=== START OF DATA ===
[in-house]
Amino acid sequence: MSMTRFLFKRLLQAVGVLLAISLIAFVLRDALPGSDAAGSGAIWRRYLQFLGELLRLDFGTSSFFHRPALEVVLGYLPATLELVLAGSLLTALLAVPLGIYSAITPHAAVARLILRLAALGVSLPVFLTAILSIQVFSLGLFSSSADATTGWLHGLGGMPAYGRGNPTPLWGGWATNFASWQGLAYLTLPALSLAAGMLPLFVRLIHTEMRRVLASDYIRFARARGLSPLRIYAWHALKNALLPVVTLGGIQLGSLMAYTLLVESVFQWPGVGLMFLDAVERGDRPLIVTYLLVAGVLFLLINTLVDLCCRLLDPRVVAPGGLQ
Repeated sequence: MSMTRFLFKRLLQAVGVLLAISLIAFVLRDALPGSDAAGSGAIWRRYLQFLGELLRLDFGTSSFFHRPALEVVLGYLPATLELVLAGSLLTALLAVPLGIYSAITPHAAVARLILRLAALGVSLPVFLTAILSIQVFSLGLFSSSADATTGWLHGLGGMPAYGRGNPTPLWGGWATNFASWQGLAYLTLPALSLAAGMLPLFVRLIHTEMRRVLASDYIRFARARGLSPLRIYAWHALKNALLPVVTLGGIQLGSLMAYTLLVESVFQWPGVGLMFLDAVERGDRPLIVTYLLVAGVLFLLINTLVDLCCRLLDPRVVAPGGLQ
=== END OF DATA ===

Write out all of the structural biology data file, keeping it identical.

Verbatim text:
[in-house]
Amino acid sequence: MSMTRFLFKRLLQAVGVLLAISLIAFVLRDALPGSDAAGSGAIWRRYLQFLGELLRLDFGTSSFFHRPALEVVLGYLPATLELVLAGSLLTALLAVPLGIYSAITPHAAVARLILRLAALGVSLPVFLTAILSIQVFSLGLFSSSADATTGWLHGLGGMPAYGRGNPTPLWGGWATNFASWQGLAYLTLPALSLAAGMLPLFVRLIHTEMRRVLASDYIRFARARGLSPLRIYAWHALKNALLPVVTLGGIQLGSLMAYTLLVESVFQWPGVGLMFLDAVERGDRPLIVTYLLVAGVLFLLINTLVDLCCRLLDPRVVAPGGLQ
Repeated sequence: MSMTRFLFKRLLQAVGVLLAISLIAFVLRDALPGSDAAGSGAIWRRYLQFLGELLRLDFGTSSFFHRPALEVVLGYLPATLELVLAGSLLTALLAVPLGIYSAITPHAAVARLILRLAALGVSLPVFLTAILSIQVFSLGLFSSSADATTGWLHGLGGMPAYGRGNPTPLWGGWATNFASWQGLAYLTLPALSLAAGMLPLFVRLIHTEMRRVLASDYIRFARARGLSPLRIYAWHALKNALLPVVTLGGIQLGSLMAYTLLVESVFQWPGVGLMFLDAVERGDRPLIVTYLLVAGVLFLLINTLVDLCCRLLDPRVVAPGGLQ